The geological specimens cabinet
The geological specimens are largely fossils, the preserved fragments of living organisms entombed within the rock.
The people who have donated specimens
The provenance of the specimens is generally recorded and the associated labels can sometimes reveal much of interest concerning the individuals who collected or donated the material. The following are some of the donors:
John Norton (1924-2002)
Former curator of Ludlow Museum. An enthusiastic naturalist and curator interested in everything within the natural world. In 1983 he was awarded the MBE for ‘services to museums’. He is remembered as a true gentleman and a fine curator. When he took over the museum in 1959 the collections had been decimated following closure of the museum in the late 1940s. John set about retrieving many of the lost specimens and building up a huge collection of local material which would become a classic reference collection for the type area of the Ludlow Series. Geologists came from all over Britain and the world to study this material.
John had the best collection of shirt boxes in Britain in which were stored, perfectly safely and beautifully labelled in his own handwriting, all the museum’s fossils.
Click here to download a pdf of an appreciation of John Norton published by the Geological Curators Group.
Brian J Wood
Warden of Ludlow Youth Hostel during the 1960s and 70s. An enthusiastic fossil collector and pioneered the development of themed YHA holidays for youngsters, in partnership with John Norton, including a week on Ludlow geology.
Artist and highly respected amateur palaeontologist specialising in early fish-like vertebrates. Lives in Much Wenlock.
Amateur palaeontologist specialising in early fish and former assistant curator at Ludlow Museum. Lives in Oswestry.
Ludlow educated, one-time Geological and Biological field recorder for Ludlow Museum and now Countryside Property Manager at the National Trust.
Herbert Henry Shephard (1893-1986)
Was the first headmaster of East Sheen Grammar School (Surrey), in 1927.
His collection of Natural History and Geological artefacts was donated to Ludlow Museum after his death in 1986, having been largely built up during his retirement, living in Bucknell some 6 miles from his wife’s family home in Knighton.
The major part of the Shephard mollusc collection consists of some 600 land and freshwater mollusca covering 135 species collected by Shephard over the period 1950 to 1954 (just pre and post his retirement). Nearly all have date and location recorded and it is this information which makes the collection valuable. The remainder of the natural history collection includes marine mollusca, mostly collected off the Welsh coast, grasses, ferns, butterflies and moths.
His geological collection comprised fossils from the immediate area of Bucknell, one fine specimen of which was requested by the Sedgwick Museum in Cambridge, a Didrepanon (a Phacopid trilobite).
William Baker (1808-1881)
Educated at Ludlow Grammar School, William Baker went on to have a distinguished career in the Bengal Engineers, rising to the rank of General. He first became acquainted with the fossils from the Siwalik Hills in India after he received a fossil of an elephants tooth from the Raja of Nahan in November 1834. Together with his friend and mentor, John Colvin, he went on to build a scientifically important collection of Cenozoic fossils from the Siwaliks, donating them to the Ludlow Museum through the Ludlow Natural History Society. His experiences have recently been described in a booklet about his friend and colleague, John Colvin, by Barney Rolfe-Smith (2013).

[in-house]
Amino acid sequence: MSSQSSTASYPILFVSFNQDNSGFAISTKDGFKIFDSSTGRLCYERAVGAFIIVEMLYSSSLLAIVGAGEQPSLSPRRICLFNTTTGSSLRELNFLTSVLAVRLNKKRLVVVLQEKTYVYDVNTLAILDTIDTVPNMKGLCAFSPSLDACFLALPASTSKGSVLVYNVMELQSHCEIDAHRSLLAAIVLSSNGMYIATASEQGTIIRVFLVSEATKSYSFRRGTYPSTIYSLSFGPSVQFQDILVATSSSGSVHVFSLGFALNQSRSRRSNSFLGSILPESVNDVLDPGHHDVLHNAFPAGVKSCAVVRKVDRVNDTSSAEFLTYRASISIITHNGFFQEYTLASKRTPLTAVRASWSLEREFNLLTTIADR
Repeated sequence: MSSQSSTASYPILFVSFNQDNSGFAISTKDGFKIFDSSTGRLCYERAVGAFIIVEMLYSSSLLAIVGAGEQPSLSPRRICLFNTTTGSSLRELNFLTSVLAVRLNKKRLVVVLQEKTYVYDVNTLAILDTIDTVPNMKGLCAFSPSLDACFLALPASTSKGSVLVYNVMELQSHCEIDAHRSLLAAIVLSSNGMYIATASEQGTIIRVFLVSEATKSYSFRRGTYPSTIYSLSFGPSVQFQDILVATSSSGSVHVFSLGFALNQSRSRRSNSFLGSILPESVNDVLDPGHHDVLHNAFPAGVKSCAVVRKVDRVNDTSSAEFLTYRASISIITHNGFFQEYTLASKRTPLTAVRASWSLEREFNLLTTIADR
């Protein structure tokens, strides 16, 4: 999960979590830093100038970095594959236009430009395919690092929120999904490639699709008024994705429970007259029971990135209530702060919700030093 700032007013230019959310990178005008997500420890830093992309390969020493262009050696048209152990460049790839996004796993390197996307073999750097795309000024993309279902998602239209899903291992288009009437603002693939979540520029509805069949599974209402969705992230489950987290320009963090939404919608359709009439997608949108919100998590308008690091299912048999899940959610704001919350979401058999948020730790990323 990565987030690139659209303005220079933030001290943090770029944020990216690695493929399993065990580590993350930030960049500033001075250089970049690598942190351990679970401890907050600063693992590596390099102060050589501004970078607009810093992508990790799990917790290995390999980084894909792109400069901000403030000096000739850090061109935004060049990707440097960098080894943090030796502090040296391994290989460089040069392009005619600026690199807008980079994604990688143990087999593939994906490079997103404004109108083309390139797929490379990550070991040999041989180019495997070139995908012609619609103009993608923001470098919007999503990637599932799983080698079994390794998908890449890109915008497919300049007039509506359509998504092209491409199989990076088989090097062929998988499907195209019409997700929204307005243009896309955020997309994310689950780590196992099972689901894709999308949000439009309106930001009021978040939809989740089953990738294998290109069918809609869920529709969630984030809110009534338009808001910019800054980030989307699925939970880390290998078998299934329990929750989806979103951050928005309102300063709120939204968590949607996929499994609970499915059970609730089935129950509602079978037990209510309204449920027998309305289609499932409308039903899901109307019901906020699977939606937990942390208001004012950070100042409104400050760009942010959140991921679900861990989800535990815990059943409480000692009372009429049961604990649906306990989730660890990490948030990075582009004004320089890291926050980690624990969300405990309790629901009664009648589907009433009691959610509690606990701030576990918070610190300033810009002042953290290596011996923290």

John Colvin (1794-1871)
John Colvin developed a career in the Bengal Engineers, primarily construction of irrigation canals across northern India. He encouraged the young William Baker as a mentor following Baker’s arrival in Delhi in 1826. They became good friends and on 27th February 1838 John married William’s sister Josephine in Ludlow, Shropshire. In retirement Colvin lived first in Elton Hall a few miles west of Ludlow and then moved to Leintwardine House where he lived for the rest of his life. He did much to support the Ludlow Natural History Society, raising funds, improving its administration, and enhancing the collections. The Baker & Colvin collection of Cenozoic fossils from the Siwaliks were donated to Ludlow Museum. Reference may be made to the booklet by Barney Rolfe-Smith published in 2013 by Stonebrook Publishing.
General comment on Ludlow’s collections
Much material collected since the creation of the museum by the Ludlow Natural History Society in 1833 was “lost” when the council closed the facility after the Second World War, the Ludlow Natural History Society having been wound up in 1941. The more important specimens were rescued by Sam Morris, the British Museum’s arthropod curator, and transferred to the BM(NH) (now the Natural History Museum) in London. Fortunately the original Ludlow labels still survive and current work is hoping to establish what was transferred and digitally integrate it with the current collections so that effective research can resume.
The Silurian fossils in the cabinet
The specimens on display are largely fossils, the preserved fragments of living organisms entombed within the rock.
They are arranged in the display cabinet so that the oldest are on the left and get younger from left to right, in roughly two million year steps (the ages of the different formations are currently thought to be a little older and longer than given on the display boards). This was a period of Earth history which saw life emerge from the sea and begin to colonise the land.
If you wish to see further information on any of the fossils, these are listed below. The unique identifier for each specimen is known as the accession number (e.g. G.11999).
Use Google to search on the fossil name (hint: highlight the name and select 'copy' or use [Ctrl+c]; then paste into Google with 'paste' or use [Ctrl+v]).
Alternatively use the Shropshire Museums Service AdLib database and enter the accession number in the search box here (for instance G.11999) - some of these have been digitally recorded and images are available.